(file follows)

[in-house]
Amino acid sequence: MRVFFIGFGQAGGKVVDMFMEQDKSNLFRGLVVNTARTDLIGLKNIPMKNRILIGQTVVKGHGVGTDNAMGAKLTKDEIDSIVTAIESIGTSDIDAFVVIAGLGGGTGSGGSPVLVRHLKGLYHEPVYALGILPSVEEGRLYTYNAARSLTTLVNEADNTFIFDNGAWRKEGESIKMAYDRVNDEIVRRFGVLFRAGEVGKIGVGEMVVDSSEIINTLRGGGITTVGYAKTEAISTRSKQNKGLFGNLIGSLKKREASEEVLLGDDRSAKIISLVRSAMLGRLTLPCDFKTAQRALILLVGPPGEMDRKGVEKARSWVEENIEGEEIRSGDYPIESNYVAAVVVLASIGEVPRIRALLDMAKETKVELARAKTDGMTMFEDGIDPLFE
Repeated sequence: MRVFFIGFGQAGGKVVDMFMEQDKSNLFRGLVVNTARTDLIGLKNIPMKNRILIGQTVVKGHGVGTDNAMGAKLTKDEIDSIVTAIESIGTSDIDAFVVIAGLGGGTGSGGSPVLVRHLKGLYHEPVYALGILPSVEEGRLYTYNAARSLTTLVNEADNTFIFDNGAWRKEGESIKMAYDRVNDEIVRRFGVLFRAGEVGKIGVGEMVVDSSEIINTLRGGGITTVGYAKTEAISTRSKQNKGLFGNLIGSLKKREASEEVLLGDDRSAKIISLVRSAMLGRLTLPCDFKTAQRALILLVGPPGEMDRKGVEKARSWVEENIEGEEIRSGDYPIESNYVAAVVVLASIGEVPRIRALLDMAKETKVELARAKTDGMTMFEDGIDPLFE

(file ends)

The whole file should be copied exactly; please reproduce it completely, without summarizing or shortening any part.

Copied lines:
[in-house]
Amino acid sequence: MRVFFIGFGQAGGKVVDMFMEQDKSNLFRGLVVNTARTDLIGLKNIPMKNRILIGQTVVKGHGVGTDNAMGAKLTKDEIDSIVTAIESIGTSDIDAFVVIAGLGGGTGSGGSPVLVRHLKGLYHEPVYALGILPSVEEGRLYTYNAARSLTTLVNEADNTFIFDNGAWRKEGESIKMAYDRVNDEIVRRFGVLFRAGEVGKIGVGEMVVDSSEIINTLRGGGITTVGYAKTEAISTRSKQNKGLFGNLIGSLKKREASEEVLLGDDRSAKIISLVRSAMLGRLTLPCDFKTAQRALILLVGPPGEMDRKGVEKARSWVEENIEGEEIRSGDYPIESNYVAAVVVLASIGEVPRIRALLDMAKETKVELARAKTDGMTMFEDGIDPLFE
Repeated sequence: MRVFFIGFGQAGGKVVDMFMEQDKSNLFRGLVVNTARTDLIGLKNIPMKNRILIGQTVVKGHGVGTDNAMGAKLTKDEIDSIVTAIESIGTSDIDAFVVIAGLGGGTGSGGSPVLVRHLKGLYHEPVYALGILPSVEEGRLYTYNAARSLTTLVNEADNTFIFDNGAWRKEGESIKMAYDRVNDEIVRRFGVLFRAGEVGKIGVGEMVVDSSEIINTLRGGGITTVGYAKTEAISTRSKQNKGLFGNLIGSLKKREASEEVLLGDDRSAKIISLVRSAMLGRLTLPCDFKTAQRALILLVGPPGEMDRKGVEKARSWVEENIEGEEIRSGDYPIESNYVAAVVVLASIGEVPRIRALLDMAKETKVELARAKTDGMTMFEDGIDPLFE